Banks now following BOJ lead on rate cuts, says Robinson
The Bank of Jamaica is optimistic that lenders will continue to follow the central bank's lead on interest rate and cut the cost of credit to borrowers.
For two years, the BOJ has mapped a decline in loan rates by commercial banks and is predicting that the cut in its own policy rate - to 3.25 per cent last November and a further reduction to three per cent on January 18 - will lead the banks to offer even cheaper loans to the market.
"The lowering of BOJ's policy rate has facilitated reductions in the lending rates of local commercial banks and building societies over the last two years," BOJ's Senior Deputy Governor, John Robinson, told the Financial Gleaner.
Finance Minister Audley Shaw also expects lending rates to trend down because of the policy rate adjustments, but he believes the cost of credit is still too expensive and is prodding the banks to bring loan rates down to single digits. BOJ data indicates that loan rates are hovering at just below 15 per cent, on average.
"I want Jamaica to get used to single-digit interest rates. For far too long, we have been bred on this notion of high interest rates. In the '90s, we averaged 53 per cent. This was the average interest rate for 10 years and it went up to as high as 120 per cent when you factored in penalties and overdraft," said Shaw while addressing the annual meeting of the Jamaica Used Car Dealers Association last week.
The finance minister couched his demand as a growth imperative.
"The macroeconomy is going in the right direction. Interest rates are going down. In 2007, the average interest rates in Jamaica were 20 per cent ... now we have a new threshold. The new threshold is under 10 per cent, and that includes interest rates for people who are borrowing for productive purposes," he said.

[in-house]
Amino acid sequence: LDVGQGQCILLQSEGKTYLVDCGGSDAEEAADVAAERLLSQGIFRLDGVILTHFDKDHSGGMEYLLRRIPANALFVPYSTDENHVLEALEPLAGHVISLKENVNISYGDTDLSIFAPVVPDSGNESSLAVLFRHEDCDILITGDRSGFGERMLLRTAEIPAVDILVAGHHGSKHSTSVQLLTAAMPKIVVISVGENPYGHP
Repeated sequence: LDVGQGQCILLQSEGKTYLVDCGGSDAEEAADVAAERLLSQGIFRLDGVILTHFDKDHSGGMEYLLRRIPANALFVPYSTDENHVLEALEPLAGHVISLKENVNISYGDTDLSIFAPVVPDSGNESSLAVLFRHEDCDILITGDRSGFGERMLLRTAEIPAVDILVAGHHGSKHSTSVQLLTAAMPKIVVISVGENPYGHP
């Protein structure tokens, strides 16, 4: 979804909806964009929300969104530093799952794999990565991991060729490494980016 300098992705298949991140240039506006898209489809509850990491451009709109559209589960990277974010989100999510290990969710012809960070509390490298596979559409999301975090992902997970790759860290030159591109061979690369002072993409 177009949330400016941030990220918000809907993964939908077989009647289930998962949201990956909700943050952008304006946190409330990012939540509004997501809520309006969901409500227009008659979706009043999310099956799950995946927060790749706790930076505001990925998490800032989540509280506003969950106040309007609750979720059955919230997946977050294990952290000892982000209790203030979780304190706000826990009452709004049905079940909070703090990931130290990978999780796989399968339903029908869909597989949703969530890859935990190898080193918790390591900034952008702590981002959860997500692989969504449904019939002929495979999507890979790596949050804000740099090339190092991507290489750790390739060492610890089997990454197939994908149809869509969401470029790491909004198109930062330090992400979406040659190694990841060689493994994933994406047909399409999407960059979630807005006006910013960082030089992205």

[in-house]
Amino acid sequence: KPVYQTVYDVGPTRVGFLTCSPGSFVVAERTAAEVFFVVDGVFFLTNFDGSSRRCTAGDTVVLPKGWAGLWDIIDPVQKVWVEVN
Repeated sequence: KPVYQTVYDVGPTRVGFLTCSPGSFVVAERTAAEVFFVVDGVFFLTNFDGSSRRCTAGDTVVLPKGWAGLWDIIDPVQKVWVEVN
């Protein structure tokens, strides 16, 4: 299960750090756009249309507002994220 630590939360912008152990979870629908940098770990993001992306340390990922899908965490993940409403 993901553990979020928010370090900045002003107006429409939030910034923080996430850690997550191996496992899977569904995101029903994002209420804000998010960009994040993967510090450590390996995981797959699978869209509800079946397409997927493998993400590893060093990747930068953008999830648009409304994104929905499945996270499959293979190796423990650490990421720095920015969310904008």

The BOJ's two rate cuts in a span of two months were meant to facilitate that growth imperative, according to Robinson, who said the expansion of the economy had been weaker than expected.
Between February 2015 and June 2017, the Bank of Jamaica cut 100 basis points in total from its policy or signal rates. Robinson said those adjustments coincided with reductions of 294 basis points in the overall weighted average lending rate for commercial banks, and 78 basis points in mortgage rates offered by building societies, Robinson said.
"The same coincidence is reflected in lending rates on new loans. The data from Bank of Jamaica's survey of credit conditions indicate that these rates on loans to businesses and for personal reasons fell by 116 basis points over the same period," he said.
In July 2017, the central bank transitioned its policy rate from its 30-day certificates of deposit to the overnight rate charged to banks. Subsequently, over the period August-November 2017, the BOJ reduced its new signal rate by 50 basis points, which it said coincided with reductions of 21 basis points in commercial bank lending rates and seven basis points on mortgages. Rates on new loans also fell by about 35 basis points over the same period.
For November 2017, the overall weighted average lending rate by commercial banks was 14.63 per cent, down from 14.71 per cent in the June 2017 period. BOJ's policy rate in June was then 4.75 per cent, Robinson said.